Okay, maybe there's a happy medium here. I think this project could be practical if you could limit it using that "If you were stuck on a deserted island, what 10 books would you have with you?" GTD is 1, so that leaves you 9.

        I bring this up because you may engage endlessly if you have a ton of books you'd like to do this with, ultimately to find little value. And what caused me to say that? You got me, I confess. It's from another lifechanging book, Barry Schwartz's _The Paradox of Choice: Why More is Less_

        Good luck!
        Last edited by QuestorTheElf; 03-18-2009, 09:48 PM.

        Comment


        • #5
          Less is more

          You bring up an excellent point.

          The whole process has actually been a lot better than I thought it would be and it forced me to make tough decisions. For me, and for a lot of people, I think our libraries are like our intellectual garages. We often have grand dreams for how we'd like them to be, but we never seem to getting around to dealing with them.

          At this point in the process, I've thrown out (donated) a ton of books. I just will never read them and they aren't worth saving. Others, I have scanned, but I have also donated. And the last group, I scanned and rebound because I want to keep them.

          So now, the vast majority of my library has been emptied and the clutter is gone. It feels great. But I will be the first to say: This is definitely a project!

          Another benefit worth mentioning is that I can now scan a lot of annoying things that are worth keeping for reference purposes (like manuals, pamplets, and other extraneous paper items), but that would otherwise have to be filed in some sort of awkward way.

          Cheers!

          Originally posted by QuestorTheElf View Post
          Gosh, the last thing I'd ever want to do is discourage somebody from engaging in an endeavor they've given a lot of thought to. (I hate rejection, as sender or receiver, though some have told me rejection is just a matter of opinion.)

          Nevertheless, I can remember a time in my life that I wanted to scan every single book in my collection too. I never engaged in something as elaborate as this, I merely decided to write book notes about every page I found interesting with at most a 1-sentence description, e.g., "Pg. 240 -- difference between mono and stereo plugs." Then I figured, "Scan my notes!" (Books without indexes gall me.)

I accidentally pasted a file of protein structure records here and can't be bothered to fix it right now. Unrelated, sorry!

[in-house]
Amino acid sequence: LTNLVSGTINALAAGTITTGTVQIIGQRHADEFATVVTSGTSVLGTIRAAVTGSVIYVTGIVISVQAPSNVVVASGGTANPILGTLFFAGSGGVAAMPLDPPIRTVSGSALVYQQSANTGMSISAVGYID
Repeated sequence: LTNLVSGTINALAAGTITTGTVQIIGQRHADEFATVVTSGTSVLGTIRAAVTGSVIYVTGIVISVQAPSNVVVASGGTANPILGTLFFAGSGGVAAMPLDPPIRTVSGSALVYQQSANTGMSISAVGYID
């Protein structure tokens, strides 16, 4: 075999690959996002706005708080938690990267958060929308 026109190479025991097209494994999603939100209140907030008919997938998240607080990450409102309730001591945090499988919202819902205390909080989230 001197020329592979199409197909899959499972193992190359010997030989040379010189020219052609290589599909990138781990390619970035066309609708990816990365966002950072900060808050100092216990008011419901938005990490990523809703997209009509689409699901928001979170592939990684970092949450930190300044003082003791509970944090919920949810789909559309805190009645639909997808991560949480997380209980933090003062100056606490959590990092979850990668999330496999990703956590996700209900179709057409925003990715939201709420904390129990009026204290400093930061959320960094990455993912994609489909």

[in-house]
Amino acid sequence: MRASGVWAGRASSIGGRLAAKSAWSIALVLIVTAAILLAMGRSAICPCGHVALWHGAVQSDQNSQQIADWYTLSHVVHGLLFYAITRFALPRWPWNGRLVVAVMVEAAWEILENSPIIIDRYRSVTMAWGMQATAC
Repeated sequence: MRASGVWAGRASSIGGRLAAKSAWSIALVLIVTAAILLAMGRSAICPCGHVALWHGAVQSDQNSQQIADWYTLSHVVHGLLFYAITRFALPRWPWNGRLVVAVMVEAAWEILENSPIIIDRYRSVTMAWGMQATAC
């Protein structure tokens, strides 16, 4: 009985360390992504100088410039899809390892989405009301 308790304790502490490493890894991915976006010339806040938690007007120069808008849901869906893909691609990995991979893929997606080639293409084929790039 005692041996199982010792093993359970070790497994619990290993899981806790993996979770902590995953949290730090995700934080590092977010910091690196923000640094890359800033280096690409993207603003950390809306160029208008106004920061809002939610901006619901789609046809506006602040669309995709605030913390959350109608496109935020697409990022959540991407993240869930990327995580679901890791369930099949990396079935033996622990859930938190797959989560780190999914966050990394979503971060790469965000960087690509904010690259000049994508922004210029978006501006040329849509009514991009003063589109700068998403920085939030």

Then I heard about simplicity. I also came across handling clutter. Okay, I'll admit, I found about these in yet more books. However, the books I read on simplicity and clutter said that one of our biggest time and space hogs are books!

          I'm amazed to see some books that I thought 10 years ago I couldn't live without I haven't actually missed. I put some away once in a storage unit thinking when I one day have the space for my library, they'll be there. I've donated them, cautiously avoiding hernias.

          I'd say not too many books give me a feeling like David Allen's original GTD, that every time I read it or look something up I get extra from it. Many other books were relevant only for the time they were printed. Technical books are notorious for this. Some management tomes also deteriorate as book-of-the-month meaning fad-of-the-month.

          Since so much of GTD to me is about knowing what NOT to do as well as what to do, might this be stuff to Delegate, e.g., to the Google Book project?

          I'm just thinking about how much time I've spent before on books I thought I'd really need, learning more in life to rely on inner wisdom. (Or externals like the Web -- "book"marks?)

          Okay, maybe there's a happy medium here. I think this project could be practical if you could limit it using that "If you were stuck on a deserted island, what 10 books would you have with you?" GTD is 1, so that leaves you 9.

          I bring this up because you may engage endlessly if you have a ton of books you'd like to do this with, ultimately to find little value. And what caused me to say that? You got me, I confess. It's from another lifechanging book, Barry Schwartz's _The Paradox of Choice: Why More is Less_

          Good luck!

          Comment


          • #6
            Originally posted by QuestorTheElf View Post
            I'm amazed to see some books that I thought 10 years ago I couldn't live without I haven't actually missed.
            I guess I'm the odd one here. My only concern about scanning is the horror of cutting apart wonderful old books!

            We have a huge library, something like 10K volumes and well over 2500 separate authors. Our local library has almost nothing beyond current stuff. Most of what I have is out of print but not so far out as to be out of copyright and therefor not available on the web through feedbooks or gutenbooks. The data contained within are not available on the web either.

            I would love to have a machine readable cross referenced searchable index of the contents, I just had a case where I knew I had a book that had a piece of information I needed but couldn't find it in an emergency. However, I am not willing to cut and then re-bind my books for that.

            I might actually look at costs to use or rent time on the expensive book scanners. Or build the lego version myself.

            Comment


            • #7
              Originally posted by QuestorTheElf View Post
              (Books without indexes gall me.)
              Yes, yes. That's why I'm an indexer. We still exist, you know. And our work will never be replaced by computer-generated indexes because human judgment is required to create a truly useful relational index. Just ask Do Mi Stauber, also on this forum.

              (Disclaimer -- my contact info is not posted here, so this is not an ad, just a comment on the OP...)

              Comment